Kerry Walters | Lewisburg, PA USA | 07/03/2008
(4 out of 5 stars)

"So said Thomas Merton in the last talk he ever gave, the famous Bangkok lecture delivered the morning of his death. The talk didn't go over very well. Some thought that Merton had drawn too intimate a comparison between monasticism and Marxism; others felt that his closing insistence that "from now on, everyone must stand on his own feet" was too harsh a criticism of religious institutionalism.

The ambivalence that greeted Merton's speech was something he'd gotten used to during his life, and director and writer Paul Wilkes does a good job in a short amount of time of sketching that life in "Merton: A Film Biography." Merton's confused childhood and youth, his conversion and entry into Gethsemane monastery, his early penetrating but sometimes frustratingly orthodox spiritual writings, his later realization that the contemplative life was inseparable from social and moral responsibility and his consequent advocacy of nonviolence, civil rights, disarmament, and the end of the Viet Nam conflict, his immersion in eastern spirituality; his own personal battles to integrate contemplation and activism, as well as to reconcile his deep need for community and his deeper need for solitude: at each stage of his spiritual journey, Merton surprised people, inspired those who were looking for their own path, and saddened and even infuriated those who thought he was betraying theirs.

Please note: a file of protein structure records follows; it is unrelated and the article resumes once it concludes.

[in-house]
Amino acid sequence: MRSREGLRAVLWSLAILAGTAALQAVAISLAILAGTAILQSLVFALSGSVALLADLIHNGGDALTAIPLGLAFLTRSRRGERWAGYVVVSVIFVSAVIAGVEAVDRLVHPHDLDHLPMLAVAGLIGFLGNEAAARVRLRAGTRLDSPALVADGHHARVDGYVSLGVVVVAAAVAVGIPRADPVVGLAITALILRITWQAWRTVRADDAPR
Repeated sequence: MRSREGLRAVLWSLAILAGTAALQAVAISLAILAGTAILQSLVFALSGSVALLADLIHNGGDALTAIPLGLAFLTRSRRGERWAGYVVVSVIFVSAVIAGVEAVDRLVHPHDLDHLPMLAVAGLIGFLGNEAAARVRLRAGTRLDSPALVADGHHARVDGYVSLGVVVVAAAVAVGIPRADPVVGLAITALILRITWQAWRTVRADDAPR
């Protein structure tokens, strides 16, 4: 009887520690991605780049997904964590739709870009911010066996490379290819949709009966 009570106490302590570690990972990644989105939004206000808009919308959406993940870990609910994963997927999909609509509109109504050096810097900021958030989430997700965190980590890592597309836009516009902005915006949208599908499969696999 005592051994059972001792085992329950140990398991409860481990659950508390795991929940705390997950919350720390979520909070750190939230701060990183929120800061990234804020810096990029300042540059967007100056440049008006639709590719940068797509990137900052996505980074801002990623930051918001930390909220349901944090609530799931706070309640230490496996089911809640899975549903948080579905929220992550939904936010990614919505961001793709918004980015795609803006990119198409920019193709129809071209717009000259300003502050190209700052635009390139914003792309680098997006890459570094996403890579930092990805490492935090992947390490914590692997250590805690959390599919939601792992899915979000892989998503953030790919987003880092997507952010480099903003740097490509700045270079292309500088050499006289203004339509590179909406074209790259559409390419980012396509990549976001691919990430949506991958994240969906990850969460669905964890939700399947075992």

In everything he did and wrote, though, he was rebelling against the alienated life. In one of his earliest books, he wrote that "we're at liberty to be real or unreal; but we can't make the choiced with impunity. Choices have consequences," and this is very much in the spirit of his final words about alienation. One of the forms of alienation that he personally fought against was his own fame, as the film makes clear. He intensely desired "not to be turned into a Catholic myth."